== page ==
Diabetic Retinopathy: Causes and Risk Factors
According to the National Institute of Health's website, diabetic retinopathy is among the more common complications of diabetes. It occurrs when diabetes damages the tiny blood vessels inside the retina.
Persons with either type 1 or type 2 diabetes are at risk of developing diabetic retinopathy. Approximately 40% of Americans diagnosed with diabetes suffer from some stage of diabetic retinopathy. To help catch diabetic retinopathy in its early stages, it is important that people with diabetes undergo a comprehensive eye exam at least once a year. Once diabetic retinopathy is recognized, a doctor can recommend treatment to help slow the progression of the disease.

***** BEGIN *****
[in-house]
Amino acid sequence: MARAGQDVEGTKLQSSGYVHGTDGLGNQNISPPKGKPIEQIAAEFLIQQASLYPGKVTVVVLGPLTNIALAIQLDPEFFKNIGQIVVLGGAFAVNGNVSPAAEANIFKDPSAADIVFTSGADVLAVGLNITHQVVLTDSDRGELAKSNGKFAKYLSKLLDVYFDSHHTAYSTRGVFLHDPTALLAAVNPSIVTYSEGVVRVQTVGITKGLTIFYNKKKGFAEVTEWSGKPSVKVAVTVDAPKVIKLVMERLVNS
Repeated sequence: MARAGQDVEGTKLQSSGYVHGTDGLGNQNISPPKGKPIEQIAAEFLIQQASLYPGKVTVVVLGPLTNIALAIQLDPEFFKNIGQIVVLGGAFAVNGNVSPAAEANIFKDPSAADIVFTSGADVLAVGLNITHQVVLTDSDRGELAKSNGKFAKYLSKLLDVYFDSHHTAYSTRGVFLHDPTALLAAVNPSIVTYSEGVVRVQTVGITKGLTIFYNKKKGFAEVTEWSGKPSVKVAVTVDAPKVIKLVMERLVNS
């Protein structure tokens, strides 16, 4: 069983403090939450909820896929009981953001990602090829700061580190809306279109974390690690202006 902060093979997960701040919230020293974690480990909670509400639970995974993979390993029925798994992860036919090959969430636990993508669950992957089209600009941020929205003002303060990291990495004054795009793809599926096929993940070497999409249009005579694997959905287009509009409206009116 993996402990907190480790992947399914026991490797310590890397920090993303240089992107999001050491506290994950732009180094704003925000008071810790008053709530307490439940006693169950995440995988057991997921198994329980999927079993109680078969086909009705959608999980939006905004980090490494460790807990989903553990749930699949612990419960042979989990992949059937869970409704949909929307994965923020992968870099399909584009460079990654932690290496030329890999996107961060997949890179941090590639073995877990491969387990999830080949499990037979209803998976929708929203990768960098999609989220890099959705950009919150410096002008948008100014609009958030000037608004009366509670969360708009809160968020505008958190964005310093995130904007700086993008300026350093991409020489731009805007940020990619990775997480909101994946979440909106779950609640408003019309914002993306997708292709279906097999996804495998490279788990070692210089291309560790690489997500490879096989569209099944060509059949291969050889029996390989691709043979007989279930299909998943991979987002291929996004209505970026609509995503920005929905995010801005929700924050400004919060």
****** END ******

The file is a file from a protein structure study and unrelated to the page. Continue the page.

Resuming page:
Damaged blood vessels from diabetic retinopathy can lead to blindness in two ways:
- Delicate, abnormal blood vessels that form in the eye can leak blood into the eye, blurring vision and causing blindness. This is a symptom of stage four diabetic retinopathy, which is the most advanced stage of the disease.
- Fluid may leak into the macula, the part of the eye where straight-ahead vision occurs. The fluid makes the macula swell, blurring vision. This condition is known as macular edema. Macular edema can occur at any stage of diabetic retinopathy, but it happens most often when the disease has progressed.